Basically, this is a turn based role playing game, a lot like Dungeons and Dragons, Final Fantasy, and many other similar games. More specifically, it reminds me of Final Fantasy Tactics where characters have limited action points for movement and combat. You also have a nice camera view you can rotate or get a bird’s eye view with the tactical view. You have up to four party members, each with their own talents. To start out in story mode you need to create one character. You can make your own or select one of the six characters that have already been created. You can customize them in a few ways, but each one has heir own back story, voice, general look, and unique abilities. There are also four different races; humans, dwarves, elves, undead, and lizards. You can choose what class they are such as warrior, enchanter, battle mage, and more. Each character has their own unique characteristics that won’t change even if you change their class. As for unique abilities, Fane is an undead and he needs to keep himself covered so that the general populous doesn’t notice this fact about him and freak out. Healing potions hurt him and poison heals him. He can also use his fingers for lock picking, if his thievery skill is leveled. The Red Prince is a red lizard. He can dig holes without using a shovel. These are just a couple examples.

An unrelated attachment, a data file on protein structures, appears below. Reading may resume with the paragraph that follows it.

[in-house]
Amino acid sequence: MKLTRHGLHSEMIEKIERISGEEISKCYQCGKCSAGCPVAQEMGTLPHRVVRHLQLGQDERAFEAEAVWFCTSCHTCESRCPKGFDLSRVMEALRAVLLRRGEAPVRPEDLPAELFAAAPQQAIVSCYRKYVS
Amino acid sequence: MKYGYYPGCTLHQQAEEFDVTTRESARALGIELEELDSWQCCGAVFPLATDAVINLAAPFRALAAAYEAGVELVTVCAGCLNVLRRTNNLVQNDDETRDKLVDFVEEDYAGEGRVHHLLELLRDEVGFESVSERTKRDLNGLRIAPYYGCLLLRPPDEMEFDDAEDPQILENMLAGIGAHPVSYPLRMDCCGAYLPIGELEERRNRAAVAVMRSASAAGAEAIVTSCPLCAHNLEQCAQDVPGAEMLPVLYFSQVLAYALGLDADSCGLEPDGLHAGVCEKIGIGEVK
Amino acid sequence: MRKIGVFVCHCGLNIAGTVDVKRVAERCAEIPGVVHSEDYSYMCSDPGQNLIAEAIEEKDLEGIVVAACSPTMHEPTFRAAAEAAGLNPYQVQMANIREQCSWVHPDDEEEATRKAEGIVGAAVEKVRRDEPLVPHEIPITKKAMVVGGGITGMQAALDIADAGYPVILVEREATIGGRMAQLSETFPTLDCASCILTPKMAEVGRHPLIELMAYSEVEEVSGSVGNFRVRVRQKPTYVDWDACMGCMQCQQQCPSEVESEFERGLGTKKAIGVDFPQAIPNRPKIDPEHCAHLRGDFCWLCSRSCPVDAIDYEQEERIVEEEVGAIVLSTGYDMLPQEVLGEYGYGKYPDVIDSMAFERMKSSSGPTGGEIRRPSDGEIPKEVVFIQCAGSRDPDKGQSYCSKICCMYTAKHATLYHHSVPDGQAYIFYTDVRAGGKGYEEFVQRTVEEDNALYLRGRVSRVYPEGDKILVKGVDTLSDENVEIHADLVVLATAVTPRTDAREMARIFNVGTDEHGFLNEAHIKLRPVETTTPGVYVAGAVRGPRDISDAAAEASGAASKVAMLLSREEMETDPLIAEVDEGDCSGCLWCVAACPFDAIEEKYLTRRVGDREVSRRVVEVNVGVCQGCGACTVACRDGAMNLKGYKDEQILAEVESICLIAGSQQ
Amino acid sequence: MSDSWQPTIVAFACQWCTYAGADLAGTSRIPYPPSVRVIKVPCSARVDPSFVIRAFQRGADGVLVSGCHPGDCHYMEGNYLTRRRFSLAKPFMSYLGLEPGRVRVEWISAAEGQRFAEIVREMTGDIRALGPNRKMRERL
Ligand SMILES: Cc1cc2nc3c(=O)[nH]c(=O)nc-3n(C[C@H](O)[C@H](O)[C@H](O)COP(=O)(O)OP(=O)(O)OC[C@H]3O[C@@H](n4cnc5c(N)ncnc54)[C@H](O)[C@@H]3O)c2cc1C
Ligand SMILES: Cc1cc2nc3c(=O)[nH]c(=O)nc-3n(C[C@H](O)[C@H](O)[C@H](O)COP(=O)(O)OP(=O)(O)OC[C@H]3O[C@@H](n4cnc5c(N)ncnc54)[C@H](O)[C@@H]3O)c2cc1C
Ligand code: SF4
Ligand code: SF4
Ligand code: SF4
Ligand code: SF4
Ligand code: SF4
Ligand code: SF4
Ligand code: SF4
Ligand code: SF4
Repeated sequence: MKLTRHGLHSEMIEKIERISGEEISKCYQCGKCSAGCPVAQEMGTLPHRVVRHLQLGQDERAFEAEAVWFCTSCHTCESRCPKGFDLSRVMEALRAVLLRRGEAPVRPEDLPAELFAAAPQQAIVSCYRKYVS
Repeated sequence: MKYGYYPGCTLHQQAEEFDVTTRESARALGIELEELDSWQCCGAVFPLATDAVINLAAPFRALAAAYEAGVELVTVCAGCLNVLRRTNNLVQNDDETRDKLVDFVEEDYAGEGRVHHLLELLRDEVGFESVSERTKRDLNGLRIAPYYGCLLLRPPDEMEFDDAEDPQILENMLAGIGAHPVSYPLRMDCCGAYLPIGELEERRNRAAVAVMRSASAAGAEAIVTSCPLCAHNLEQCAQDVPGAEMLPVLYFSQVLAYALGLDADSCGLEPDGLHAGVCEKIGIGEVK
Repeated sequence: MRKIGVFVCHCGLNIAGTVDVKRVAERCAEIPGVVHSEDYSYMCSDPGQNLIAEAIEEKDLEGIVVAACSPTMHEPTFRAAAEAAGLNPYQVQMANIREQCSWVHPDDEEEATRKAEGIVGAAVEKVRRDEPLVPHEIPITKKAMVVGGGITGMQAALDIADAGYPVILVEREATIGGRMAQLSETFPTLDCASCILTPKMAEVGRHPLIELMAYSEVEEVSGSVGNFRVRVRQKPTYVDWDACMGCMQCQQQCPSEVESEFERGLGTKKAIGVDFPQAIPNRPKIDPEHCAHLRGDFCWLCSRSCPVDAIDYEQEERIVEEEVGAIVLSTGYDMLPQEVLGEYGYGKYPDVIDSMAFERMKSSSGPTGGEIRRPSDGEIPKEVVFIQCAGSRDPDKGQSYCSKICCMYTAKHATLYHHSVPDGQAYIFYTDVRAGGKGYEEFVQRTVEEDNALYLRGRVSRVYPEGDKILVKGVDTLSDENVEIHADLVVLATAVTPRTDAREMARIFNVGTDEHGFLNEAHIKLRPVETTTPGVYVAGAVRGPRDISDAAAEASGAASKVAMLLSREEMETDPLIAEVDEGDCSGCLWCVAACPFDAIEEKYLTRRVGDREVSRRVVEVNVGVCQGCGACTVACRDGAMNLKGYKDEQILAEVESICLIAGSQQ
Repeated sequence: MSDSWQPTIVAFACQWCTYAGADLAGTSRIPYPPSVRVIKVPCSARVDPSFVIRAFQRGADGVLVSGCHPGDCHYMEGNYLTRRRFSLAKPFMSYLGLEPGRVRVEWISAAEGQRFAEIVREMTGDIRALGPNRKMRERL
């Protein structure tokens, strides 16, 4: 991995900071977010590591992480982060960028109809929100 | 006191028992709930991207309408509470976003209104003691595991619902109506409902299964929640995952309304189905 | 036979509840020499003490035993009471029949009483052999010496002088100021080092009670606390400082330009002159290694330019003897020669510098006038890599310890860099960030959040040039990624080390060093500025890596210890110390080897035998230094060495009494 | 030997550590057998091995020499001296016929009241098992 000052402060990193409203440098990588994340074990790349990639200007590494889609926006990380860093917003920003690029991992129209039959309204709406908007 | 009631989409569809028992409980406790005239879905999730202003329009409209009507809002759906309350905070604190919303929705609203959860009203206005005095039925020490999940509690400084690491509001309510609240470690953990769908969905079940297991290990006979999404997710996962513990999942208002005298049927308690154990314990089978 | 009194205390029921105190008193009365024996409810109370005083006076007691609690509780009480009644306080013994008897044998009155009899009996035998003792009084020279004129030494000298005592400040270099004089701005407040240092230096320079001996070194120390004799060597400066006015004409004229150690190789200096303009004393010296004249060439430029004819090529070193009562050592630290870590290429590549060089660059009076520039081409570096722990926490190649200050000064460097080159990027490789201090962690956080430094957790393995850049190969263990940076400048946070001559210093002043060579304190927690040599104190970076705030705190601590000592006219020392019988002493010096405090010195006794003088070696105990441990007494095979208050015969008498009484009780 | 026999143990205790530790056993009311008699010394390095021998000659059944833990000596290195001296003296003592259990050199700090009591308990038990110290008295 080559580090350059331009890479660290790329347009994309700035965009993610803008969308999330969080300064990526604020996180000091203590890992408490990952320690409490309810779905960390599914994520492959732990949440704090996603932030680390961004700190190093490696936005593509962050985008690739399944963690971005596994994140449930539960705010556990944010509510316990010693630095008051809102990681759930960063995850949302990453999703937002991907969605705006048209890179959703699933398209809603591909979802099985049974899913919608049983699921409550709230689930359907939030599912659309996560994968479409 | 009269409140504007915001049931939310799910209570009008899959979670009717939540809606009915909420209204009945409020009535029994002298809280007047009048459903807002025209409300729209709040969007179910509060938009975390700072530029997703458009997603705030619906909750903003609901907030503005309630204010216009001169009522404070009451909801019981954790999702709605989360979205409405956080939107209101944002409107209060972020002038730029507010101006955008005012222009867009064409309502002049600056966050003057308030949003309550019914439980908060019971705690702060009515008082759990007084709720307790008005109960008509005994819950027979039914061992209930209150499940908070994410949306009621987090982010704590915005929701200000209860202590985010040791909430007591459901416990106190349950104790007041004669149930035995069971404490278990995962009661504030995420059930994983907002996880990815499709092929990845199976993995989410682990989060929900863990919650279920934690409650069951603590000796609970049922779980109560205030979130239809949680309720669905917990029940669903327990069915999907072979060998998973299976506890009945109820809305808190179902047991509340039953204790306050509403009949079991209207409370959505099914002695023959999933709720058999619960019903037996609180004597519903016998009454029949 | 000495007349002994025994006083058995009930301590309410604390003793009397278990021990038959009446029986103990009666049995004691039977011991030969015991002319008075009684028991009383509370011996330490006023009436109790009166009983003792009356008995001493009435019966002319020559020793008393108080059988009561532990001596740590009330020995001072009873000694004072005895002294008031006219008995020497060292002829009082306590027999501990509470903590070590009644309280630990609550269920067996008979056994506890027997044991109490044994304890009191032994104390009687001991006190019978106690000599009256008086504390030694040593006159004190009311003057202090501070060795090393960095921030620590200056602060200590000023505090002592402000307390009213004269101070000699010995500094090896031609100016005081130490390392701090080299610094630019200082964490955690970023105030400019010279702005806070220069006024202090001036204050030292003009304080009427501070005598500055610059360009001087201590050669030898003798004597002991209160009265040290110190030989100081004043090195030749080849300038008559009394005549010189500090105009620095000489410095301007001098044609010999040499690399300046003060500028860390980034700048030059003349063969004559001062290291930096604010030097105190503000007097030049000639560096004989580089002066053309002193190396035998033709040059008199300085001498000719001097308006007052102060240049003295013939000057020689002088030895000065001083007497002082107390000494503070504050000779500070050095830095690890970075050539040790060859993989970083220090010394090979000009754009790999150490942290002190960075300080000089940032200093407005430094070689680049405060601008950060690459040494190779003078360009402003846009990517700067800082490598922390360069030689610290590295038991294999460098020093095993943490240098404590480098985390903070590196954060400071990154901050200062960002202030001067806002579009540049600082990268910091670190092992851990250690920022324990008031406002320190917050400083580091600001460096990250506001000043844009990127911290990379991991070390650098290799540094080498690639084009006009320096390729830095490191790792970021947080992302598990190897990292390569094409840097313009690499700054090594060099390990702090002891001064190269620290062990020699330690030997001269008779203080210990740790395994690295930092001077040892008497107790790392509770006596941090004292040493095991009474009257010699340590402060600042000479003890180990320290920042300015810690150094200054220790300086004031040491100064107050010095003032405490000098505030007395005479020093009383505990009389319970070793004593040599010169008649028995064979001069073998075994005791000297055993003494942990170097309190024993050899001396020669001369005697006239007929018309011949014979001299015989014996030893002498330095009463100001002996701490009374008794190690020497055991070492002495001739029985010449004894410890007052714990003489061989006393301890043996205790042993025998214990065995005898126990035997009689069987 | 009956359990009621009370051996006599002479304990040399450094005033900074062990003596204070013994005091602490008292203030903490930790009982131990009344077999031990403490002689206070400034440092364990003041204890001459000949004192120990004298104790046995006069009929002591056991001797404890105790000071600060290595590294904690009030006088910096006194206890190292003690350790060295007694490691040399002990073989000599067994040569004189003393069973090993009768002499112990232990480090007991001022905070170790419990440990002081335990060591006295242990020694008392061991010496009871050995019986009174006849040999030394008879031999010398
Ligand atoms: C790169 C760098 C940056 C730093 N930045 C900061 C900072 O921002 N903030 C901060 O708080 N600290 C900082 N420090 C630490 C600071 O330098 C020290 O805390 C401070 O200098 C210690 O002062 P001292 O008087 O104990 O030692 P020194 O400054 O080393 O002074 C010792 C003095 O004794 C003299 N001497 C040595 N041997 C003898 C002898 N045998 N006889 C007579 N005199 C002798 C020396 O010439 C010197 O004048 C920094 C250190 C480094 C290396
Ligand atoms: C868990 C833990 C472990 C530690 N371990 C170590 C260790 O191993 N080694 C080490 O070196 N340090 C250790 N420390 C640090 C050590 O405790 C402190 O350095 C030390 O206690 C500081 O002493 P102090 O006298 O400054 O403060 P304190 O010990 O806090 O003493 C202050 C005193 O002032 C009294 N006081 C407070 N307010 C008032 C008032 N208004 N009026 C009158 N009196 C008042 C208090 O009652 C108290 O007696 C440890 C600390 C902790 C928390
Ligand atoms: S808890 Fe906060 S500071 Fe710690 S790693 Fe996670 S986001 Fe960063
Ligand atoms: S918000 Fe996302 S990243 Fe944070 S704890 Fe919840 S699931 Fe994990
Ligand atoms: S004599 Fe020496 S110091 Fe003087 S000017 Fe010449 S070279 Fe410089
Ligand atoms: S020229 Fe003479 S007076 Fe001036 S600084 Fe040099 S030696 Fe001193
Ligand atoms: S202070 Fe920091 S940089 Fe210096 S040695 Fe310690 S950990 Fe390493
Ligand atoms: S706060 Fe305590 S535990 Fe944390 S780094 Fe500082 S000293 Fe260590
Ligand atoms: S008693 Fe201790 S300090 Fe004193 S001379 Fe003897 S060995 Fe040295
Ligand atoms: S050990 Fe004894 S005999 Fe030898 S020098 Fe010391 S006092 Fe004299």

This part differs from the previous game, because in the other one, you would create two characters instead of one. Although, in both games, you can meet up with other characters. You can even play together with your friends in this one. After character creation, in story mode, you’ll be in the game world, waking up on a ship. The first area is called the “tutorial deck” although the game doesn’t really tell you everything. It doesn’t really bother you or hold your hand too much, though it does address you with tool tips when you do something for the first time. Before you exit this deck on the ship, the game will ask if you’re sure you want to leave it, so you have plenty of time to explore and there is actually much to do here. One good tip his to hold the Alt key down as you’re exploring as it will show you items that you can grab, maybe even ones you can’t see due to your camera angle. Eventually, you’ll meet up with other characters and fight along side them as allies. You’ll control your character, but they are controlled by the game’s AI in this initial battle. Once you make it on land, you’ll have to search for them, if you want them in your party. If you already have a party of four then a character will let you know you’re already full and you’d need to open a space for them if you want them to join you.